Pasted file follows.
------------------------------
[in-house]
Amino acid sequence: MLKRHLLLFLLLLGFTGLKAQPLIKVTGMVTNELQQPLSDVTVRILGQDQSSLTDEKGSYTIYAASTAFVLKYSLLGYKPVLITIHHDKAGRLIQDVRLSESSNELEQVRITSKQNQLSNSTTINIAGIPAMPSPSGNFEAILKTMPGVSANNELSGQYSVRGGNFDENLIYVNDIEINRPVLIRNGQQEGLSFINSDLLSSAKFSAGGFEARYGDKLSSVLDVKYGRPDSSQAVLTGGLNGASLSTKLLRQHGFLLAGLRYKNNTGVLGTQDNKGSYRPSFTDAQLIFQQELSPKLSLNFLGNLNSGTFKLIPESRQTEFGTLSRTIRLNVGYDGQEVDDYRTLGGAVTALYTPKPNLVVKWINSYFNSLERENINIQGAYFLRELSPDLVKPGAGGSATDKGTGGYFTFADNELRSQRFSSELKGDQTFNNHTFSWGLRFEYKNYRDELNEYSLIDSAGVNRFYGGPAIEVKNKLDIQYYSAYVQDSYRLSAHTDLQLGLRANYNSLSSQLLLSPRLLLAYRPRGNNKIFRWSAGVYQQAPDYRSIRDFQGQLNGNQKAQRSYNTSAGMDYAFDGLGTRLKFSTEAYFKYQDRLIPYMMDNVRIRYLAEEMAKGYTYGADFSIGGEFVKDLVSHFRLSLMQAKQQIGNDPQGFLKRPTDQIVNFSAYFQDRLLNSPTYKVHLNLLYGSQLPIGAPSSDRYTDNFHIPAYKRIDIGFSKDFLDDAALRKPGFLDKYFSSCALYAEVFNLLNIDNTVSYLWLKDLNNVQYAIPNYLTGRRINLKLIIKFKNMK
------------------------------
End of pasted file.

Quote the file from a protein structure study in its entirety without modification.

[in-house]
Amino acid sequence: MLKRHLLLFLLLLGFTGLKAQPLIKVTGMVTNELQQPLSDVTVRILGQDQSSLTDEKGSYTIYAASTAFVLKYSLLGYKPVLITIHHDKAGRLIQDVRLSESSNELEQVRITSKQNQLSNSTTINIAGIPAMPSPSGNFEAILKTMPGVSANNELSGQYSVRGGNFDENLIYVNDIEINRPVLIRNGQQEGLSFINSDLLSSAKFSAGGFEARYGDKLSSVLDVKYGRPDSSQAVLTGGLNGASLSTKLLRQHGFLLAGLRYKNNTGVLGTQDNKGSYRPSFTDAQLIFQQELSPKLSLNFLGNLNSGTFKLIPESRQTEFGTLSRTIRLNVGYDGQEVDDYRTLGGAVTALYTPKPNLVVKWINSYFNSLERENINIQGAYFLRELSPDLVKPGAGGSATDKGTGGYFTFADNELRSQRFSSELKGDQTFNNHTFSWGLRFEYKNYRDELNEYSLIDSAGVNRFYGGPAIEVKNKLDIQYYSAYVQDSYRLSAHTDLQLGLRANYNSLSSQLLLSPRLLLAYRPRGNNKIFRWSAGVYQQAPDYRSIRDFQGQLNGNQKAQRSYNTSAGMDYAFDGLGTRLKFSTEAYFKYQDRLIPYMMDNVRIRYLAEEMAKGYTYGADFSIGGEFVKDLVSHFRLSLMQAKQQIGNDPQGFLKRPTDQIVNFSAYFQDRLLNSPTYKVHLNLLYGSQLPIGAPSSDRYTDNFHIPAYKRIDIGFSKDFLDDAALRKPGFLDKYFSSCALYAEVFNLLNIDNTVSYLWLKDLNNVQYAIPNYLTGRRINLKLIIKFKNMK